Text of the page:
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Rescued manatee gives birth at SeaWorld

A rescued manatee became a "momma-tee" Wednesday, July 18, when she gave birth to a healthy baby calf.An animal rescue team from SeaWorld recovered the injured manatee from Sykes Creek in Merritt Island, Fla. six weeks ago, according to a press release. The team transported the manatee to SeaWorld Orlando, where veterinarians there suspected the mammal to be pregnant given its size and weight.
This baby isn't straying far away from her mother, who is gradually recovering after both her pregnancy and amputation surgery.
This baby isn't straying far away from her mother, who is gradually recovering after both her pregnancy and amputation surgery.Jason Collier / SeaWorld
The manatee calf plants a big wet kiss on its momma in their new habitat.Jason Collier / SeaWorld

A rescued manatee became a "momma-tee" Wednesday, July 18, when she gave birth to a healthy baby calf.

An animal rescue team from SeaWorld recovered the injured manatee from Sykes Creek in Merritt Island, Fla. six weeks ago, according to a press release. The team transported the manatee to SeaWorld Orlando, where veterinarians there suspected the mammal to be pregnant given its size and weight. An ultrasound confirmed that suspicion.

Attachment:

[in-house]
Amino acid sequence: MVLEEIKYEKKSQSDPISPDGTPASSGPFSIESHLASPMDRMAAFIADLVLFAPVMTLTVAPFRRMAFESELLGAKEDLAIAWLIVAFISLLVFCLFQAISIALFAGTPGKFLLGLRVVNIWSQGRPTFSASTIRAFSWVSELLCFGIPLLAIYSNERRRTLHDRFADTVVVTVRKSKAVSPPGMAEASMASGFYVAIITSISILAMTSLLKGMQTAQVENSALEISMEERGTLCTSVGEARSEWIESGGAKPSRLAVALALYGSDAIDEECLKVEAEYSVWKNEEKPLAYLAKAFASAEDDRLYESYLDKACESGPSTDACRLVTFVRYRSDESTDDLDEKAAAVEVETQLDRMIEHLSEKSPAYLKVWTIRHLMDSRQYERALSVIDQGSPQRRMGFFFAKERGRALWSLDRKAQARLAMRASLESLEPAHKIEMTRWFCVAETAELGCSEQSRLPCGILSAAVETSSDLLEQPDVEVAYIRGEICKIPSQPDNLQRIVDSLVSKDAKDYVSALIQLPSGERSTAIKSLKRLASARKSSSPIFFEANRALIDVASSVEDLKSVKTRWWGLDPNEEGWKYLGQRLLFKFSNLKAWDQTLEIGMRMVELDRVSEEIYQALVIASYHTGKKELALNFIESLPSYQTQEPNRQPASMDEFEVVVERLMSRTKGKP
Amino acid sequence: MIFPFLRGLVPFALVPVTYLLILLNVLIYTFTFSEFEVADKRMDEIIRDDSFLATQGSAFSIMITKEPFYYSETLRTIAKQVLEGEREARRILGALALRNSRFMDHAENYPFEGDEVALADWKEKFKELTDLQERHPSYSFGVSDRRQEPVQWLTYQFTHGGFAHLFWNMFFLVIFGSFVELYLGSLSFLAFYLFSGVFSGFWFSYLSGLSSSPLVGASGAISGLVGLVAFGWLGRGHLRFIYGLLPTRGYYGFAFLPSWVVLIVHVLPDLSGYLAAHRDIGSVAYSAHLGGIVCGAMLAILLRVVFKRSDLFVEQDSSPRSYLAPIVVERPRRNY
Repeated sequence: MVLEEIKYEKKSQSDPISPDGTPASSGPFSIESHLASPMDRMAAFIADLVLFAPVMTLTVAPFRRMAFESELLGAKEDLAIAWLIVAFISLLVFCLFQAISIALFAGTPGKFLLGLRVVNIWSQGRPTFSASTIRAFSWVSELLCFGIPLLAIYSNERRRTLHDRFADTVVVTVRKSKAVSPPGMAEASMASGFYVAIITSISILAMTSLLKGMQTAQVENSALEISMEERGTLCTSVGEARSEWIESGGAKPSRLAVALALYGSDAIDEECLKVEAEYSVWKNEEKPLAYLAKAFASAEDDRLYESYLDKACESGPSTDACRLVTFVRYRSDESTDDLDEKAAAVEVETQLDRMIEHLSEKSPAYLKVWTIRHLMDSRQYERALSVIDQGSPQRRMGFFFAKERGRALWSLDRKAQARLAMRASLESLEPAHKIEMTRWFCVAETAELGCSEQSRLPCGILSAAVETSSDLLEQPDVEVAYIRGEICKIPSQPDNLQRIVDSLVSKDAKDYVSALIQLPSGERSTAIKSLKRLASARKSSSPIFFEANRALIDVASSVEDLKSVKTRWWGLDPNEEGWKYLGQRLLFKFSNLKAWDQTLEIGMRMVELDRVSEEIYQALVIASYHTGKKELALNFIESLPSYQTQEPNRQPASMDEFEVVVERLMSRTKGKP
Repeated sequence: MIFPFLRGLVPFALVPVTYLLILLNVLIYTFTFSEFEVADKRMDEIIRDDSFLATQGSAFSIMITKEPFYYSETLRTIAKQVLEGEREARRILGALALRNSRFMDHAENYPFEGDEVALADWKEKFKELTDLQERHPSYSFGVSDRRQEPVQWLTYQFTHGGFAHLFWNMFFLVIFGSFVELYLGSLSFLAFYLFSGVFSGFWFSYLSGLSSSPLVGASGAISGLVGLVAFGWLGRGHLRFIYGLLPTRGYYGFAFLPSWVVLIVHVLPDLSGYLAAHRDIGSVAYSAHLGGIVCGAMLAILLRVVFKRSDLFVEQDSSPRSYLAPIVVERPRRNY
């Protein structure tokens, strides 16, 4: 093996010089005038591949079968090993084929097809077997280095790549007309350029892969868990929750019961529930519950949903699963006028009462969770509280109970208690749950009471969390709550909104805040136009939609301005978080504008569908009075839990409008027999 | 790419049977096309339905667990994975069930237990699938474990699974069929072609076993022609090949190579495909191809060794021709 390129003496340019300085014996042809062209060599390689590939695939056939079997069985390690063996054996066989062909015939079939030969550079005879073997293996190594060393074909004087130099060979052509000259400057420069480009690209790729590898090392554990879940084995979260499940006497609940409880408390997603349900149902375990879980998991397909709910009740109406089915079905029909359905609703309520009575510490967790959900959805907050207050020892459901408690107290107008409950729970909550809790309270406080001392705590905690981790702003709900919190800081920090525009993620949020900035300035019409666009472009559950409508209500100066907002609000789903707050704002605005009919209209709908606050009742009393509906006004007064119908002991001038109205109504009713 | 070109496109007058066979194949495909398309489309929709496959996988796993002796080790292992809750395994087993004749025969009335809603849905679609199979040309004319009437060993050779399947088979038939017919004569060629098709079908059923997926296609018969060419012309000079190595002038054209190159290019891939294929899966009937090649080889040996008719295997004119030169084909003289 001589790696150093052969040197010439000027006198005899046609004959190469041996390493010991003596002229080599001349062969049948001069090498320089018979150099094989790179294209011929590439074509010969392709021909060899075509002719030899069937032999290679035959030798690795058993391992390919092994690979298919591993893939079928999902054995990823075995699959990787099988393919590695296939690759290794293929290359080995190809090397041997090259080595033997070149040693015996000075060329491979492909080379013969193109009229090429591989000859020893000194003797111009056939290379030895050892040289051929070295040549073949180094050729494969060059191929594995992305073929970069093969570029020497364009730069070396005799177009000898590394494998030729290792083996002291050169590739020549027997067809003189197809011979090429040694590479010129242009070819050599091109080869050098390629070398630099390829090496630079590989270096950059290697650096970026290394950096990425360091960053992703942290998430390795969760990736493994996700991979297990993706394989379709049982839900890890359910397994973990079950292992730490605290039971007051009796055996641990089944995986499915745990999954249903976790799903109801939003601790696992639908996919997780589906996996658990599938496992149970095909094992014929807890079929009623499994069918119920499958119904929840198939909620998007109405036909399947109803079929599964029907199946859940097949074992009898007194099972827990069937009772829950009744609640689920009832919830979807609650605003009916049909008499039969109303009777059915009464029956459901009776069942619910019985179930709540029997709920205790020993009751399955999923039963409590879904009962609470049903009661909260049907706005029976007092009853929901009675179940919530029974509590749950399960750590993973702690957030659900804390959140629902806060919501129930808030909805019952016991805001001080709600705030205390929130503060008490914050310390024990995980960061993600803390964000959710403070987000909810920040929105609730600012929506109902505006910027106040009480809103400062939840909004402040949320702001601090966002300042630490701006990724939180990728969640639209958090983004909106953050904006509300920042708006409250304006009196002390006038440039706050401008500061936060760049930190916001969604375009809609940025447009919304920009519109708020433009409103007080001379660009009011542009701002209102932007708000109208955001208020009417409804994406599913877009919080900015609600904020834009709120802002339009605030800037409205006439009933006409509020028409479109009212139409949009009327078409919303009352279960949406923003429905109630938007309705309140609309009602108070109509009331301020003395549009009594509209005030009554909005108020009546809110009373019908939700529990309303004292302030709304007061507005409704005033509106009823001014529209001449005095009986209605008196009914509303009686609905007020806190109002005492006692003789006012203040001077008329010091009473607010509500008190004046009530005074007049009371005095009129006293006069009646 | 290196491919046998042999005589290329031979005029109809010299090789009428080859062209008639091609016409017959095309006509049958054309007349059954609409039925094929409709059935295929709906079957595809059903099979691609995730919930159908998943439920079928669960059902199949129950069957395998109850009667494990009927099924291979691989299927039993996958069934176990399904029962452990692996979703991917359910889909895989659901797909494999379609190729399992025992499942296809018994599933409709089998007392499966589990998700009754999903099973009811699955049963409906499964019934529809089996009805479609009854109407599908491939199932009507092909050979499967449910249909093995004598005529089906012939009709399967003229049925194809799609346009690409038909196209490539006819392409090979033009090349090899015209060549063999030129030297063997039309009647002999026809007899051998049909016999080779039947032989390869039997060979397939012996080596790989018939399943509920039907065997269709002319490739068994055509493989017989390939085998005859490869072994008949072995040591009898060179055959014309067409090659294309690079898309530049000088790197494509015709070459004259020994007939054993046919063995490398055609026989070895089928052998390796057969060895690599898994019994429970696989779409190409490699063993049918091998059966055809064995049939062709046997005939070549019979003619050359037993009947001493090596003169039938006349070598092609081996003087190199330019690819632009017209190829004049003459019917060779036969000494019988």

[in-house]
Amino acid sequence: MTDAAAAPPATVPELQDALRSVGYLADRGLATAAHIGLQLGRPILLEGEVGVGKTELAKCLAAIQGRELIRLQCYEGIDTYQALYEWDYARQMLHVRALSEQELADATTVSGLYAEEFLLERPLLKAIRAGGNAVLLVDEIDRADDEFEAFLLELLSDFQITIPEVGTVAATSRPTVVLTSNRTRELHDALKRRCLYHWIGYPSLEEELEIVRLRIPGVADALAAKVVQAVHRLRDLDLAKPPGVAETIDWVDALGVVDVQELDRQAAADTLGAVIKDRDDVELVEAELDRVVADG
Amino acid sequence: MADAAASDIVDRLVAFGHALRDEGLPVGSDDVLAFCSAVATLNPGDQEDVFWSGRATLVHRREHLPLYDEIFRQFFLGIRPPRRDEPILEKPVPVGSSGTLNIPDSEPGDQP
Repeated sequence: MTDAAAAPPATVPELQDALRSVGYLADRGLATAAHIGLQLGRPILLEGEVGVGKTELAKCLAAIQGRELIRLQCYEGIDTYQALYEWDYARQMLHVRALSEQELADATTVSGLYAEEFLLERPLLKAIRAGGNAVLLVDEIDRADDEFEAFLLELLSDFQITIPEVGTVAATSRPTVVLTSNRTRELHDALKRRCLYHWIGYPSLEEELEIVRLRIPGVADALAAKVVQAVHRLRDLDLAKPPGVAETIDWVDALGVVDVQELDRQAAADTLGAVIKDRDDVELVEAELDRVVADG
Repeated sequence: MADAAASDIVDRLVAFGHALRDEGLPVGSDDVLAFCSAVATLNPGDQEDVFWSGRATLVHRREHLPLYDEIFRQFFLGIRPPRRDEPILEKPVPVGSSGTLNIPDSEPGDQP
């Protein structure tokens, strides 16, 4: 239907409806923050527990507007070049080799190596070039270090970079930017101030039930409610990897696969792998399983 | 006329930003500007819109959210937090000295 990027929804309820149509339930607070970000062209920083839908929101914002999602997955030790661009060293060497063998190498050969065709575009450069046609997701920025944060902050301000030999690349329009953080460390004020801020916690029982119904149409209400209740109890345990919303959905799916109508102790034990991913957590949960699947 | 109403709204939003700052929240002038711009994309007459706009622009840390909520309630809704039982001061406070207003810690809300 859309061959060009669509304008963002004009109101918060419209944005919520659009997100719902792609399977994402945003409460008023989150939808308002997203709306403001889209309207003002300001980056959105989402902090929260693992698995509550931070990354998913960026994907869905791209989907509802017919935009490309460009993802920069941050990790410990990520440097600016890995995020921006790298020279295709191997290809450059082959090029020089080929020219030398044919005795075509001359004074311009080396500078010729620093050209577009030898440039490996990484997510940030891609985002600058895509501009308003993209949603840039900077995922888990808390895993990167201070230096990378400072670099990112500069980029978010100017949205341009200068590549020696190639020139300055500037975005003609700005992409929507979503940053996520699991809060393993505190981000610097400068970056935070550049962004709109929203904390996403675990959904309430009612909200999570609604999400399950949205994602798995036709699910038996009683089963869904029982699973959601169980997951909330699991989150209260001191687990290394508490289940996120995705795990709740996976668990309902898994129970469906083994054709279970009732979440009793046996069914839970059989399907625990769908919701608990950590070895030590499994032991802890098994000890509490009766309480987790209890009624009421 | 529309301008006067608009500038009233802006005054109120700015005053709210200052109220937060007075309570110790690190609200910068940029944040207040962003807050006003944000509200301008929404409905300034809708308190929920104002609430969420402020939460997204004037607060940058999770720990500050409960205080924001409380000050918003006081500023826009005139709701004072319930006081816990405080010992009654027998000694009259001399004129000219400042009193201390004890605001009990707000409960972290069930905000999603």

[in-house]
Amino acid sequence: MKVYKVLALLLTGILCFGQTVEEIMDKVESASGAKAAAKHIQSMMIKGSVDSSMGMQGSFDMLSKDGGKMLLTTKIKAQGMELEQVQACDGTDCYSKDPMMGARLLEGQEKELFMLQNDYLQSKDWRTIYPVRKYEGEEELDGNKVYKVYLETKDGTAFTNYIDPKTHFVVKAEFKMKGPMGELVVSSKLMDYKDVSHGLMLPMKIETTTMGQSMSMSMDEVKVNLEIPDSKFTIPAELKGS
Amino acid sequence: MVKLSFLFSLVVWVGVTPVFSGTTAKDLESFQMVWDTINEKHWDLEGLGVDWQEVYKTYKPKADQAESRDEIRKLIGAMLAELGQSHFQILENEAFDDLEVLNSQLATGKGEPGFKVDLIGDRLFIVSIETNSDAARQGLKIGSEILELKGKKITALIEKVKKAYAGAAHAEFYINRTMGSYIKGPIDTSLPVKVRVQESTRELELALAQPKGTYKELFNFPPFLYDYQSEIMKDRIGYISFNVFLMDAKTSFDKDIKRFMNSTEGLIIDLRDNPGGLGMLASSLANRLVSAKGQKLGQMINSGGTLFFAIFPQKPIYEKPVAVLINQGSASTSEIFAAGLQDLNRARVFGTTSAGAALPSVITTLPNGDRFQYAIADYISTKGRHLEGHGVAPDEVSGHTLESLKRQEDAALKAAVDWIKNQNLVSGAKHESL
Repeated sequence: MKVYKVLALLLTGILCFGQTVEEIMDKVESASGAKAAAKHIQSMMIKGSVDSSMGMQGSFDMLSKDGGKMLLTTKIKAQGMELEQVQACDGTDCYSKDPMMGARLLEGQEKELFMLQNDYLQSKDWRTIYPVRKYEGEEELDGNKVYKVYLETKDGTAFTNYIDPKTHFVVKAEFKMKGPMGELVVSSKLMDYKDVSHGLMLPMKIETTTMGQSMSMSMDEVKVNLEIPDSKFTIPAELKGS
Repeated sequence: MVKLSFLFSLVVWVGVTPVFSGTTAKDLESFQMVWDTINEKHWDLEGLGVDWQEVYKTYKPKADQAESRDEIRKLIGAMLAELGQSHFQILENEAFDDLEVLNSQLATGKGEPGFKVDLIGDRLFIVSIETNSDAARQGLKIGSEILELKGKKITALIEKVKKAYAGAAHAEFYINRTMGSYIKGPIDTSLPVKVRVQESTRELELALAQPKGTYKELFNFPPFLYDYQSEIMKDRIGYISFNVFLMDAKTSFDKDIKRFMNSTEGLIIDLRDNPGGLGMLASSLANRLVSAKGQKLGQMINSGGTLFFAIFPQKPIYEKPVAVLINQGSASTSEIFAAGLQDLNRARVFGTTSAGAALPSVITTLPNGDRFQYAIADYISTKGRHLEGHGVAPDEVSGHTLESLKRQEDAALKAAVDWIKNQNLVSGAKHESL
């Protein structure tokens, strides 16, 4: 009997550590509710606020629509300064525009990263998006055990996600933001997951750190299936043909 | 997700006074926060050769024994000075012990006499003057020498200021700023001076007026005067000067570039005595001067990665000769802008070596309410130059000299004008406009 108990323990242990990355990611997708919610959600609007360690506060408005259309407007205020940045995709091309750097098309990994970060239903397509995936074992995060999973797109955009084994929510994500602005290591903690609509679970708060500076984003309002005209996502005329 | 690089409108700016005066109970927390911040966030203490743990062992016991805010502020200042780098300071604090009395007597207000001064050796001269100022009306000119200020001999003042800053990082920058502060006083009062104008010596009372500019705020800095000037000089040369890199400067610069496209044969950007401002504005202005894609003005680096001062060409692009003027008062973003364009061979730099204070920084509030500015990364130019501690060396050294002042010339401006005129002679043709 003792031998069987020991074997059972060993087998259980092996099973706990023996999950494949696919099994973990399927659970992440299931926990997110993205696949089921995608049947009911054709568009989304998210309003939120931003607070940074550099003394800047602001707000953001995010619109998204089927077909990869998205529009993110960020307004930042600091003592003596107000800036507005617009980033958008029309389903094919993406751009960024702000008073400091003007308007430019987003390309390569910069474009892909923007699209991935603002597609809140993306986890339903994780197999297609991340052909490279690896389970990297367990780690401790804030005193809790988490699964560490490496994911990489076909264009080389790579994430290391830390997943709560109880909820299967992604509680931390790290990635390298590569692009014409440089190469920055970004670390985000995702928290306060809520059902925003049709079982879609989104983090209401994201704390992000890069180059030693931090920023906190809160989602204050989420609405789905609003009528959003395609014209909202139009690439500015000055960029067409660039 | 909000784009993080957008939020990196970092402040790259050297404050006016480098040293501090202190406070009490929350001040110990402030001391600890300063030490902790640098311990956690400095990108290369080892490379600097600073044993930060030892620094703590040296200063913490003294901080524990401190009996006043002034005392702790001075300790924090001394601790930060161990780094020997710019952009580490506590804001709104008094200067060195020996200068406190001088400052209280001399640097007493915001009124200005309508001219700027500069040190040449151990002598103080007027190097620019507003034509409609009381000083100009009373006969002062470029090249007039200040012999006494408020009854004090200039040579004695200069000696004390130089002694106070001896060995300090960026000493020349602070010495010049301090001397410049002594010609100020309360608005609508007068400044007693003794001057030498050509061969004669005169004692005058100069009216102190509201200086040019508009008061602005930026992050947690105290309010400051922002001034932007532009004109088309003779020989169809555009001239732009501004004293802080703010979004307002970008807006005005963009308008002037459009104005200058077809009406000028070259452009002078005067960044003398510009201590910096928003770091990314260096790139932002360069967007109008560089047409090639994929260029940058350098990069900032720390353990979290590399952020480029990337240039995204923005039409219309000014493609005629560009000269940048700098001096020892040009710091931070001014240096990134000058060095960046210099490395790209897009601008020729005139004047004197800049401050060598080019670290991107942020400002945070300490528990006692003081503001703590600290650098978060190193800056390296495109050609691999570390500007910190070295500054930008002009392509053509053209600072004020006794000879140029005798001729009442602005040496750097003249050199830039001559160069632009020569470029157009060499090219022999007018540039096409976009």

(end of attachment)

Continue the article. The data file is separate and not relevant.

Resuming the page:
This baby isn't straying far away from her mother, who is gradually recovering after both her pregnancy and amputation surgery.Jason Collier / SeaWorld

If the pain of pregnancy wasn’t enough, the aquarium’s medical team had to amputate the mother manatee’s front right flipper, due to the severity of her injuries. The gentle giant sustained wounds from a crab pot line and had fishing line wrapped around her front flippers.

SeaWorld's Animal Rescue team haul in the mother manatee out of Sykes Creek. The wound to her front flipper is visible.Jason Collier / SeaWorld

Human-related interactions are a leading cause of death for manatees, according to SeaWorld. Those include watercraft-collisions, poaching, habitat-destruction and accidental entanglement in fishing lines.

Luckily, the baby and mother manatees are doing well in their new home, and are under 24-hour watch by the aquarium's crew.

 

The week-old baby manatee is seen with her mom at their new home at SeaWorld Orlando.Jason Collier / SeaWorld

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Brandon is a mulitmedia intern for TODAY.com and just added "get kissed by a manatee" to his bucket list.